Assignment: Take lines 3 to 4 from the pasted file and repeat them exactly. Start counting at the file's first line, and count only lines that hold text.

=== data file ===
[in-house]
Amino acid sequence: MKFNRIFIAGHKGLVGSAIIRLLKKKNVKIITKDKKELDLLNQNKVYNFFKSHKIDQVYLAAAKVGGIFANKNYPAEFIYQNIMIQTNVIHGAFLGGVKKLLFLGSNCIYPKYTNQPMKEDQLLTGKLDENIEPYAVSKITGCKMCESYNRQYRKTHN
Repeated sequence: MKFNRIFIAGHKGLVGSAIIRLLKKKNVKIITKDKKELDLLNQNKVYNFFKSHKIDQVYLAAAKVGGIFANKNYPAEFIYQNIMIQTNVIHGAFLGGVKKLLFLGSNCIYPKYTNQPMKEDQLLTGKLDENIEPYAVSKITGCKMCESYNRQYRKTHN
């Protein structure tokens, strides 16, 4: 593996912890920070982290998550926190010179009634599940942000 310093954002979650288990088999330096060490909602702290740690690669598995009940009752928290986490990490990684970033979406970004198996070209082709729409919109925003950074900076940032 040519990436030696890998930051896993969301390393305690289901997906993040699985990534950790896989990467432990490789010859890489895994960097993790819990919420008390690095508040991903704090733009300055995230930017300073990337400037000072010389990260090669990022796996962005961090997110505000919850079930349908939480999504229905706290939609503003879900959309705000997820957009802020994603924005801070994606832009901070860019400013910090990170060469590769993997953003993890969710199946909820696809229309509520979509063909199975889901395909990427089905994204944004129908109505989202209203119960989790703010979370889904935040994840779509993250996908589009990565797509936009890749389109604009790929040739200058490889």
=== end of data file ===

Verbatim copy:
Repeated sequence: MKFNRIFIAGHKGLVGSAIIRLLKKKNVKIITKDKKELDLLNQNKVYNFFKSHKIDQVYLAAAKVGGIFANKNYPAEFIYQNIMIQTNVIHGAFLGGVKKLLFLGSNCIYPKYTNQPMKEDQLLTGKLDENIEPYAVSKITGCKMCESYNRQYRKTHN
């Protein structure tokens, strides 16, 4: 593996912890920070982290998550926190010179009634599940942000 310093954002979650288990088999330096060490909602702290740690690669598995009940009752928290986490990490990684970033979406970004198996070209082709729409919109925003950074900076940032 040519990436030696890998930051896993969301390393305690289901997906993040699985990534950790896989990467432990490789010859890489895994960097993790819990919420008390690095508040991903704090733009300055995230930017300073990337400037000072010389990260090669990022796996962005961090997110505000919850079930349908939480999504229905706290939609503003879900959309705000997820957009802020994603924005801070994606832009901070860019400013910090990170060469590769993997953003993890969710199946909820696809229309509520979509063909199975889901395909990427089905994204944004129908109505989202209203119960989790703010979370889904935040994840779509993250996908589009990565797509936009890749389109604009790929040739200058490889």